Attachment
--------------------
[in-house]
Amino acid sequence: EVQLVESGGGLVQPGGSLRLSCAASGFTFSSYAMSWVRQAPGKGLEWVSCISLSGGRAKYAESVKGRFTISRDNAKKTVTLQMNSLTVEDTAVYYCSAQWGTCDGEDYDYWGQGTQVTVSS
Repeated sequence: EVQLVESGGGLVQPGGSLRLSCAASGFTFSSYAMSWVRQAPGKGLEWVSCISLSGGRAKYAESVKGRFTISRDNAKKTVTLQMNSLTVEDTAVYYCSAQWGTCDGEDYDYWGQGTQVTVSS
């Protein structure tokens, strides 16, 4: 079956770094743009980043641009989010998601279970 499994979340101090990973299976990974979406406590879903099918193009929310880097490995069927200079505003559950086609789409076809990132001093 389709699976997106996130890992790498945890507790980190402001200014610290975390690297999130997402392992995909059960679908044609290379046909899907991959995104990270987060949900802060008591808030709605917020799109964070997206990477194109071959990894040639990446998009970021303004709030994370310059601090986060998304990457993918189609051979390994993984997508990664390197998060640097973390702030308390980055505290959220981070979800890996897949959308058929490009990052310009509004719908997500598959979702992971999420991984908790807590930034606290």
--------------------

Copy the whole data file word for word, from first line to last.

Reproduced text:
[in-house]
Amino acid sequence: EVQLVESGGGLVQPGGSLRLSCAASGFTFSSYAMSWVRQAPGKGLEWVSCISLSGGRAKYAESVKGRFTISRDNAKKTVTLQMNSLTVEDTAVYYCSAQWGTCDGEDYDYWGQGTQVTVSS
Repeated sequence: EVQLVESGGGLVQPGGSLRLSCAASGFTFSSYAMSWVRQAPGKGLEWVSCISLSGGRAKYAESVKGRFTISRDNAKKTVTLQMNSLTVEDTAVYYCSAQWGTCDGEDYDYWGQGTQVTVSS
């Protein structure tokens, strides 16, 4: 079956770094743009980043641009989010998601279970 499994979340101090990973299976990974979406406590879903099918193009929310880097490995069927200079505003559950086609789409076809990132001093 389709699976997106996130890992790498945890507790980190402001200014610290975390690297999130997402392992995909059960679908044609290379046909899907991959995104990270987060949900802060008591808030709605917020799109964070997206990477194109071959990894040639990446998009970021303004709030994370310059601090986060998304990457993918189609051979390994993984997508990664390197998060640097973390702030308390980055505290959220981070979800890996897949959308058929490009990052310009509004719908997500598959979702992971999420991984908790807590930034606290």